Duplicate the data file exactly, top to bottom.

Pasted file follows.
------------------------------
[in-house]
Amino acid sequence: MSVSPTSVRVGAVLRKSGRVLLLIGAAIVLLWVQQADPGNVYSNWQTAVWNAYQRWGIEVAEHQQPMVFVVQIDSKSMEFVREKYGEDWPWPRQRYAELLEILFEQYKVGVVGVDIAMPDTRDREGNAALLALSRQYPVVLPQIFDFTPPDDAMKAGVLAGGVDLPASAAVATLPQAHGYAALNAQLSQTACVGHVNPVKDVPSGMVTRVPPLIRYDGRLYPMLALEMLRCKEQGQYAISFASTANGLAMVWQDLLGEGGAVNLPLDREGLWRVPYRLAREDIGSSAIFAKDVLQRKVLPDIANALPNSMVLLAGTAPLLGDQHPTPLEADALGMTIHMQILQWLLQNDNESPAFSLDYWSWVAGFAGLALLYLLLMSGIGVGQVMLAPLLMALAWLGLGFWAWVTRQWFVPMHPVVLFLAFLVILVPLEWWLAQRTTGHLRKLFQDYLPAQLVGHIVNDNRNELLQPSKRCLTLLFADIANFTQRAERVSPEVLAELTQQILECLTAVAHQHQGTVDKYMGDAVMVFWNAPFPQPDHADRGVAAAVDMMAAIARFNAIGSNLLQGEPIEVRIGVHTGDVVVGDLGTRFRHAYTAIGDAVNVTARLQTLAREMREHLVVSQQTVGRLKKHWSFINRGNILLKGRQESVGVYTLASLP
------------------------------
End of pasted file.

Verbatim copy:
[in-house]
Amino acid sequence: MSVSPTSVRVGAVLRKSGRVLLLIGAAIVLLWVQQADPGNVYSNWQTAVWNAYQRWGIEVAEHQQPMVFVVQIDSKSMEFVREKYGEDWPWPRQRYAELLEILFEQYKVGVVGVDIAMPDTRDREGNAALLALSRQYPVVLPQIFDFTPPDDAMKAGVLAGGVDLPASAAVATLPQAHGYAALNAQLSQTACVGHVNPVKDVPSGMVTRVPPLIRYDGRLYPMLALEMLRCKEQGQYAISFASTANGLAMVWQDLLGEGGAVNLPLDREGLWRVPYRLAREDIGSSAIFAKDVLQRKVLPDIANALPNSMVLLAGTAPLLGDQHPTPLEADALGMTIHMQILQWLLQNDNESPAFSLDYWSWVAGFAGLALLYLLLMSGIGVGQVMLAPLLMALAWLGLGFWAWVTRQWFVPMHPVVLFLAFLVILVPLEWWLAQRTTGHLRKLFQDYLPAQLVGHIVNDNRNELLQPSKRCLTLLFADIANFTQRAERVSPEVLAELTQQILECLTAVAHQHQGTVDKYMGDAVMVFWNAPFPQPDHADRGVAAAVDMMAAIARFNAIGSNLLQGEPIEVRIGVHTGDVVVGDLGTRFRHAYTAIGDAVNVTARLQTLAREMREHLVVSQQTVGRLKKHWSFINRGNILLKGRQESVGVYTLASLP